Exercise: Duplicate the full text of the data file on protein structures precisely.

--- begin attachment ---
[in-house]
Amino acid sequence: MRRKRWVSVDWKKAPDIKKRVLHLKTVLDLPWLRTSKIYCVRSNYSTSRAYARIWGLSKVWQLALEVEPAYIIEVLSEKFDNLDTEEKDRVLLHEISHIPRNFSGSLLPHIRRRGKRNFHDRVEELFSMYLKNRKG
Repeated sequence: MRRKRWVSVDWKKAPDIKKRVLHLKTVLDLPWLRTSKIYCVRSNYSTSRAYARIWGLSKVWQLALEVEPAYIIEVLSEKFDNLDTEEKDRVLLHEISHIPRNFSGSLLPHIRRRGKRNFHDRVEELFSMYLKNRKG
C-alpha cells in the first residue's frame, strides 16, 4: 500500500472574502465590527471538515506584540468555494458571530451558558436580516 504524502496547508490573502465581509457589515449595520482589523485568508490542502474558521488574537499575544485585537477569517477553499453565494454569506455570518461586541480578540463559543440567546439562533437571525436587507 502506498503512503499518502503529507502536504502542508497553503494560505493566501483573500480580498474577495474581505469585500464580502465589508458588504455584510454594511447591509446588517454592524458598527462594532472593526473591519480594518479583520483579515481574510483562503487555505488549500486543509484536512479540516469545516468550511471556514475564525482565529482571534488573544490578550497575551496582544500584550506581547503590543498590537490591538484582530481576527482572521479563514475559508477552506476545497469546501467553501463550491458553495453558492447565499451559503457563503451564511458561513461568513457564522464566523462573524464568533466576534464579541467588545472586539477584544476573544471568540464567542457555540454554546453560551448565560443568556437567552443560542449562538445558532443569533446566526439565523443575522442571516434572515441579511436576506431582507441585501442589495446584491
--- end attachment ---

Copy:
[in-house]
Amino acid sequence: MRRKRWVSVDWKKAPDIKKRVLHLKTVLDLPWLRTSKIYCVRSNYSTSRAYARIWGLSKVWQLALEVEPAYIIEVLSEKFDNLDTEEKDRVLLHEISHIPRNFSGSLLPHIRRRGKRNFHDRVEELFSMYLKNRKG
Repeated sequence: MRRKRWVSVDWKKAPDIKKRVLHLKTVLDLPWLRTSKIYCVRSNYSTSRAYARIWGLSKVWQLALEVEPAYIIEVLSEKFDNLDTEEKDRVLLHEISHIPRNFSGSLLPHIRRRGKRNFHDRVEELFSMYLKNRKG
C-alpha cells in the first residue's frame, strides 16, 4: 500500500472574502465590527471538515506584540468555494458571530451558558436580516 504524502496547508490573502465581509457589515449595520482589523485568508490542502474558521488574537499575544485585537477569517477553499453565494454569506455570518461586541480578540463559543440567546439562533437571525436587507 502506498503512503499518502503529507502536504502542508497553503494560505493566501483573500480580498474577495474581505469585500464580502465589508458588504455584510454594511447591509446588517454592524458598527462594532472593526473591519480594518479583520483579515481574510483562503487555505488549500486543509484536512479540516469545516468550511471556514475564525482565529482571534488573544490578550497575551496582544500584550506581547503590543498590537490591538484582530481576527482572521479563514475559508477552506476545497469546501467553501463550491458553495453558492447565499451559503457563503451564511458561513461568513457564522464566523462573524464568533466576534464579541467588545472586539477584544476573544471568540464567542457555540454554546453560551448565560443568556437567552443560542449562538445558532443569533446566526439565523443575522442571516434572515441579511436576506431582507441585501442589495446584491